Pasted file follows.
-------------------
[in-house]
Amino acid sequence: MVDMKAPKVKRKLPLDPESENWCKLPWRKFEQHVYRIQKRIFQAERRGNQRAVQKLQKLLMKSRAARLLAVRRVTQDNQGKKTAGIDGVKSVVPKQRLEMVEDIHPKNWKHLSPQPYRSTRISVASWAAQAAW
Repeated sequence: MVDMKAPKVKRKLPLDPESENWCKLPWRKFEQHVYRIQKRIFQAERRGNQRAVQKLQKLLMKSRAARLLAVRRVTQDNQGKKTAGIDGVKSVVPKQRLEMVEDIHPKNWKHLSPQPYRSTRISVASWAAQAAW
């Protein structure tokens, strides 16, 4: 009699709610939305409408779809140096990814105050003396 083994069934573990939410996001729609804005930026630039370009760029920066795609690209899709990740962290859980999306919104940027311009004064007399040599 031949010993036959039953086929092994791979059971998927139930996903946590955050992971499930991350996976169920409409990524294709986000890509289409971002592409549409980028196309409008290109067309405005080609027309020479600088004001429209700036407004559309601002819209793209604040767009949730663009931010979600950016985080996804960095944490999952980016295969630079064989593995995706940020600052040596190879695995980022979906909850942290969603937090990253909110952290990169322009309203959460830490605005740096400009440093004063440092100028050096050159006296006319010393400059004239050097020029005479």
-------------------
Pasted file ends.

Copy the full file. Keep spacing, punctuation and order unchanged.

[in-house]
Amino acid sequence: MVDMKAPKVKRKLPLDPESENWCKLPWRKFEQHVYRIQKRIFQAERRGNQRAVQKLQKLLMKSRAARLLAVRRVTQDNQGKKTAGIDGVKSVVPKQRLEMVEDIHPKNWKHLSPQPYRSTRISVASWAAQAAW
Repeated sequence: MVDMKAPKVKRKLPLDPESENWCKLPWRKFEQHVYRIQKRIFQAERRGNQRAVQKLQKLLMKSRAARLLAVRRVTQDNQGKKTAGIDGVKSVVPKQRLEMVEDIHPKNWKHLSPQPYRSTRISVASWAAQAAW
């Protein structure tokens, strides 16, 4: 009699709610939305409408779809140096990814105050003396 083994069934573990939410996001729609804005930026630039370009760029920066795609690209899709990740962290859980999306919104940027311009004064007399040599 031949010993036959039953086929092994791979059971998927139930996903946590955050992971499930991350996976169920409409990524294709986000890509289409971002592409549409980028196309409008290109067309405005080609027309020479600088004001429209700036407004559309601002819209793209604040767009949730663009931010979600950016985080996804960095944490999952980016295969630079064989593995995706940020600052040596190879695995980022979906909850942290969603937090990253909110952290990169322009309203959460830490605005740096400009440093004063440092100028050096050159006296006319010393400059004239050097020029005479």